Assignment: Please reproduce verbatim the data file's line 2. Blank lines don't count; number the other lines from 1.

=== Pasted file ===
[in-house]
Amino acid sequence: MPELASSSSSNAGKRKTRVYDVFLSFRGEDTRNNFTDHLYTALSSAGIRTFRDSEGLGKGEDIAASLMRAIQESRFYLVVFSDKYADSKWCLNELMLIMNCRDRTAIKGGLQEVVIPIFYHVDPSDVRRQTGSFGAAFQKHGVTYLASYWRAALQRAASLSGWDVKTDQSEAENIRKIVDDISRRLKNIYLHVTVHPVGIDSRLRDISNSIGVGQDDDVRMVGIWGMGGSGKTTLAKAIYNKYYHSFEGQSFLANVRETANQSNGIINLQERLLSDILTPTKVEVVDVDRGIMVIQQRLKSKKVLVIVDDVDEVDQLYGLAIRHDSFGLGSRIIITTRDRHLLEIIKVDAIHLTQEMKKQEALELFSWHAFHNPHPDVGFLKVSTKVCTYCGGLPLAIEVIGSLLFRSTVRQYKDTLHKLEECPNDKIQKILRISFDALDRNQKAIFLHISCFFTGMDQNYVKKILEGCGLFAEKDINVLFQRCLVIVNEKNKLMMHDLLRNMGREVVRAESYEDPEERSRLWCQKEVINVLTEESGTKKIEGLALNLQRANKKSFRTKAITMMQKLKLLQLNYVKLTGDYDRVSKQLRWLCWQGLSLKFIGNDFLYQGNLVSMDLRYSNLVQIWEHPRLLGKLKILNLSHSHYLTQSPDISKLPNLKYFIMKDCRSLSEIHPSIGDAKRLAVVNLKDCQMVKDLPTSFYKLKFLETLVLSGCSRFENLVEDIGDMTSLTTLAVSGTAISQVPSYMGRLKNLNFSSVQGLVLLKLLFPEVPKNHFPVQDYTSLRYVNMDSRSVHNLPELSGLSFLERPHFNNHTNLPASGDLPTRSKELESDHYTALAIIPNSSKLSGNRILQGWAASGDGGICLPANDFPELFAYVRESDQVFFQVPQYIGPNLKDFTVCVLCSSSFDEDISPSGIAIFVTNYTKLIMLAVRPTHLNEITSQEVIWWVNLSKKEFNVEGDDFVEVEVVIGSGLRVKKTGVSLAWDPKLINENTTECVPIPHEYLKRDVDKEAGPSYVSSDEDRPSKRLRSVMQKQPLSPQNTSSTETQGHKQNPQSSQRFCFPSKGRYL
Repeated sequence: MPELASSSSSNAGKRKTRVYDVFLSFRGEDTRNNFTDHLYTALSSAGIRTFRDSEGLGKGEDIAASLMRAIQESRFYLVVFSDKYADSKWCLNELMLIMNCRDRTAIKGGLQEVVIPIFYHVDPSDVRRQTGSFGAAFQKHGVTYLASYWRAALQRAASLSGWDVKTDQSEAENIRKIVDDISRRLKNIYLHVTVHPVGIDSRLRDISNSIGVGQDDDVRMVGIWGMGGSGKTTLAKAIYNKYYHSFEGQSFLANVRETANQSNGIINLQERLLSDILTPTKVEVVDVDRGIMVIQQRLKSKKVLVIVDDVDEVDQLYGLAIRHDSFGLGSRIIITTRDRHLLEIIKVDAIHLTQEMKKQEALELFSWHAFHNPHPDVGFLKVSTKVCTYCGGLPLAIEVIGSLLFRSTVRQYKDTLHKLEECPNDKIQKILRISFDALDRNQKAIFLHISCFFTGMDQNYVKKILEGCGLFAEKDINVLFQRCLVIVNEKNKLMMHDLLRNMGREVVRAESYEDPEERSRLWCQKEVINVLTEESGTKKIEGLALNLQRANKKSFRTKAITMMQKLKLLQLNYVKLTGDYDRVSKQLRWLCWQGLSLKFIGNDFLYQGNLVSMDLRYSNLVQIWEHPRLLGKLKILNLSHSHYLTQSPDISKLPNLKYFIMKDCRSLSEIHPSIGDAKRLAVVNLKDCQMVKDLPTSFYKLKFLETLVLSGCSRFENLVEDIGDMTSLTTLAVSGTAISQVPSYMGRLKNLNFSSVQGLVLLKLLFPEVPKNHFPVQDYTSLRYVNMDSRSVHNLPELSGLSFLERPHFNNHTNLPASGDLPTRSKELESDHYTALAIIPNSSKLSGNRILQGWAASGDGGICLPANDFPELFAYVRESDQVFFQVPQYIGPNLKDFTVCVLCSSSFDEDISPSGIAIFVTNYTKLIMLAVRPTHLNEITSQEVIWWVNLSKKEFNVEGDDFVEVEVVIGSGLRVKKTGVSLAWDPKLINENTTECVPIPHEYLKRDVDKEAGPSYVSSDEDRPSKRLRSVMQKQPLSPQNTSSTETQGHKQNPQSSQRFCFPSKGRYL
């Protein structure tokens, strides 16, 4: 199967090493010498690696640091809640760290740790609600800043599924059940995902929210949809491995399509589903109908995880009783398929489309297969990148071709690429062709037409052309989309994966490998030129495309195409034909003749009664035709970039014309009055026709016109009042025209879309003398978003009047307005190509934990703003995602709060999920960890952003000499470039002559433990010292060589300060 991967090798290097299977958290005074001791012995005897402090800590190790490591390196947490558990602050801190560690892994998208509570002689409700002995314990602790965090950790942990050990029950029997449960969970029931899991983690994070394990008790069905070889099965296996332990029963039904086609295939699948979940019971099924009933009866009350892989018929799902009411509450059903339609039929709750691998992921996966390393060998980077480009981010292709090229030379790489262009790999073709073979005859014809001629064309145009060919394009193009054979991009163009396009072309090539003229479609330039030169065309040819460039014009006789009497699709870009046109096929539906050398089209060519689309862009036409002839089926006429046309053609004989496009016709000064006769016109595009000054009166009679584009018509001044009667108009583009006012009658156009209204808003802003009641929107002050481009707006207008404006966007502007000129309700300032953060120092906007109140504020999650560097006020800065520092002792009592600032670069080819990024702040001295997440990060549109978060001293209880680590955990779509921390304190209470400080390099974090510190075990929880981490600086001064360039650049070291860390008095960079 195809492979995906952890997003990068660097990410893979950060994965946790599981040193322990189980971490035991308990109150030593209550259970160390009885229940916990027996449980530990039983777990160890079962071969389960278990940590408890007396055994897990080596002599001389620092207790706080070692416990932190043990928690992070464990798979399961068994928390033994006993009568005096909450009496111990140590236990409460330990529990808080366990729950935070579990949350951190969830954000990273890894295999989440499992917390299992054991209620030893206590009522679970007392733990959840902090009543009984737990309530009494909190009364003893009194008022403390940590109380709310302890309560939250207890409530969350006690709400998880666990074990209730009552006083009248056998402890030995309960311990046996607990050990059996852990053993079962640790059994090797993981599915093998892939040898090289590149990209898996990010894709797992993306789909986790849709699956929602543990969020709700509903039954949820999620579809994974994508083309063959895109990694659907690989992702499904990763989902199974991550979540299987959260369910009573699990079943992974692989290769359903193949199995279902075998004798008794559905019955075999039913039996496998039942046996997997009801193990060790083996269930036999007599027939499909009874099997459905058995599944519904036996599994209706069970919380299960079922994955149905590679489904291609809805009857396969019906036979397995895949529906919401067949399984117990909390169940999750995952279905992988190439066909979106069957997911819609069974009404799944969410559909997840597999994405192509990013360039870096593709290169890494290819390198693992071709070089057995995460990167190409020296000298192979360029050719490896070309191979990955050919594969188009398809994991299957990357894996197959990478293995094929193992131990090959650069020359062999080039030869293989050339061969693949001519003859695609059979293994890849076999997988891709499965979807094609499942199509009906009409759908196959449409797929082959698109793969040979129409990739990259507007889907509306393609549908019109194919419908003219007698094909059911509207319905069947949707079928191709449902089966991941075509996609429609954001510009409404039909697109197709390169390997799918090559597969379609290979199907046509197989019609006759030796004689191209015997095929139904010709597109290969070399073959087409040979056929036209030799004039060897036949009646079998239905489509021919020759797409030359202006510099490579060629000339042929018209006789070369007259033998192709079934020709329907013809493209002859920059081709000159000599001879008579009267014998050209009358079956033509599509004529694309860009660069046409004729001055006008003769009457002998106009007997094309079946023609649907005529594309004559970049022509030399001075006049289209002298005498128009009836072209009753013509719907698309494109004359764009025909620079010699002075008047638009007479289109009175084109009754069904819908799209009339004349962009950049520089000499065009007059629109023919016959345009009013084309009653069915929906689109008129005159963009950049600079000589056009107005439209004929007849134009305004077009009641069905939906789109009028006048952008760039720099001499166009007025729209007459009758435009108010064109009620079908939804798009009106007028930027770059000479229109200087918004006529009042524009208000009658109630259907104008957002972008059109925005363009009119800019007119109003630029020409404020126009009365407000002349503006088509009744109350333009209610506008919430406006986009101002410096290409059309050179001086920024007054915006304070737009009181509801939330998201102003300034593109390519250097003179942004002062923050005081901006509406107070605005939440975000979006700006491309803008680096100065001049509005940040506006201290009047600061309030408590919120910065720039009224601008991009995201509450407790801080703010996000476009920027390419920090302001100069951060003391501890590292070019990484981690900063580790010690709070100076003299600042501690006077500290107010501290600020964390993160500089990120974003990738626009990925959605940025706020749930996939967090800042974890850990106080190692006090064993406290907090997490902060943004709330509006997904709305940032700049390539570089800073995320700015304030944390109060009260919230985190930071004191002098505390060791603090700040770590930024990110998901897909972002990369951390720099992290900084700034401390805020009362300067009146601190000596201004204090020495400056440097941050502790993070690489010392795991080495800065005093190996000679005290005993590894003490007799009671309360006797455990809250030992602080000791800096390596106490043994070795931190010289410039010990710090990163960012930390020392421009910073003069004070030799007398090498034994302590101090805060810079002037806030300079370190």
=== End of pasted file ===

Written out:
Amino acid sequence: MPELASSSSSNAGKRKTRVYDVFLSFRGEDTRNNFTDHLYTALSSAGIRTFRDSEGLGKGEDIAASLMRAIQESRFYLVVFSDKYADSKWCLNELMLIMNCRDRTAIKGGLQEVVIPIFYHVDPSDVRRQTGSFGAAFQKHGVTYLASYWRAALQRAASLSGWDVKTDQSEAENIRKIVDDISRRLKNIYLHVTVHPVGIDSRLRDISNSIGVGQDDDVRMVGIWGMGGSGKTTLAKAIYNKYYHSFEGQSFLANVRETANQSNGIINLQERLLSDILTPTKVEVVDVDRGIMVIQQRLKSKKVLVIVDDVDEVDQLYGLAIRHDSFGLGSRIIITTRDRHLLEIIKVDAIHLTQEMKKQEALELFSWHAFHNPHPDVGFLKVSTKVCTYCGGLPLAIEVIGSLLFRSTVRQYKDTLHKLEECPNDKIQKILRISFDALDRNQKAIFLHISCFFTGMDQNYVKKILEGCGLFAEKDINVLFQRCLVIVNEKNKLMMHDLLRNMGREVVRAESYEDPEERSRLWCQKEVINVLTEESGTKKIEGLALNLQRANKKSFRTKAITMMQKLKLLQLNYVKLTGDYDRVSKQLRWLCWQGLSLKFIGNDFLYQGNLVSMDLRYSNLVQIWEHPRLLGKLKILNLSHSHYLTQSPDISKLPNLKYFIMKDCRSLSEIHPSIGDAKRLAVVNLKDCQMVKDLPTSFYKLKFLETLVLSGCSRFENLVEDIGDMTSLTTLAVSGTAISQVPSYMGRLKNLNFSSVQGLVLLKLLFPEVPKNHFPVQDYTSLRYVNMDSRSVHNLPELSGLSFLERPHFNNHTNLPASGDLPTRSKELESDHYTALAIIPNSSKLSGNRILQGWAASGDGGICLPANDFPELFAYVRESDQVFFQVPQYIGPNLKDFTVCVLCSSSFDEDISPSGIAIFVTNYTKLIMLAVRPTHLNEITSQEVIWWVNLSKKEFNVEGDDFVEVEVVIGSGLRVKKTGVSLAWDPKLINENTTECVPIPHEYLKRDVDKEAGPSYVSSDEDRPSKRLRSVMQKQPLSPQNTSSTETQGHKQNPQSSQRFCFPSKGRYL